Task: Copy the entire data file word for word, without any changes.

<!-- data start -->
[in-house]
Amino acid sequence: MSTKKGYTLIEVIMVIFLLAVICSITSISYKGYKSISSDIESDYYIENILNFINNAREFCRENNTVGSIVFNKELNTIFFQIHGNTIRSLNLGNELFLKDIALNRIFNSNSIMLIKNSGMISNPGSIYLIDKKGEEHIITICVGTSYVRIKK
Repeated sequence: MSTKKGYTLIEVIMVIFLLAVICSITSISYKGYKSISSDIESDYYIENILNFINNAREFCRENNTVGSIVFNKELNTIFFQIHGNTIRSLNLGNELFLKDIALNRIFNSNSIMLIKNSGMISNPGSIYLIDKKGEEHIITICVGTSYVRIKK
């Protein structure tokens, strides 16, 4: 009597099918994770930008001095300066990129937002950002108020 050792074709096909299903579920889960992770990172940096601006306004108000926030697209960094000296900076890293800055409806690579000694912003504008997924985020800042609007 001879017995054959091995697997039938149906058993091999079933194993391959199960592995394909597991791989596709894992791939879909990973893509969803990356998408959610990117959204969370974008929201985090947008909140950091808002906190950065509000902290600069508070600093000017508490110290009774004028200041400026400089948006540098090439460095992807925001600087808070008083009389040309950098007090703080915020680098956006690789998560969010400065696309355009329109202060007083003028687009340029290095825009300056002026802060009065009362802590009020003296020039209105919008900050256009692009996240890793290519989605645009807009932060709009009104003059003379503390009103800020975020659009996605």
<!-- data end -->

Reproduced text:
[in-house]
Amino acid sequence: MSTKKGYTLIEVIMVIFLLAVICSITSISYKGYKSISSDIESDYYIENILNFINNAREFCRENNTVGSIVFNKELNTIFFQIHGNTIRSLNLGNELFLKDIALNRIFNSNSIMLIKNSGMISNPGSIYLIDKKGEEHIITICVGTSYVRIKK
Repeated sequence: MSTKKGYTLIEVIMVIFLLAVICSITSISYKGYKSISSDIESDYYIENILNFINNAREFCRENNTVGSIVFNKELNTIFFQIHGNTIRSLNLGNELFLKDIALNRIFNSNSIMLIKNSGMISNPGSIYLIDKKGEEHIITICVGTSYVRIKK
């Protein structure tokens, strides 16, 4: 009597099918994770930008001095300066990129937002950002108020 050792074709096909299903579920889960992770990172940096601006306004108000926030697209960094000296900076890293800055409806690579000694912003504008997924985020800042609007 001879017995054959091995697997039938149906058993091999079933194993391959199960592995394909597991791989596709894992791939879909990973893509969803990356998408959610990117959204969370974008929201985090947008909140950091808002906190950065509000902290600069508070600093000017508490110290009774004028200041400026400089948006540098090439460095992807925001600087808070008083009389040309950098007090703080915020680098956006690789998560969010400065696309355009329109202060007083003028687009340029290095825009300056002026802060009065009362802590009020003296020039209105919008900050256009692009996240890793290519989605645009807009932060709009009104003059003379503390009103800020975020659009996605």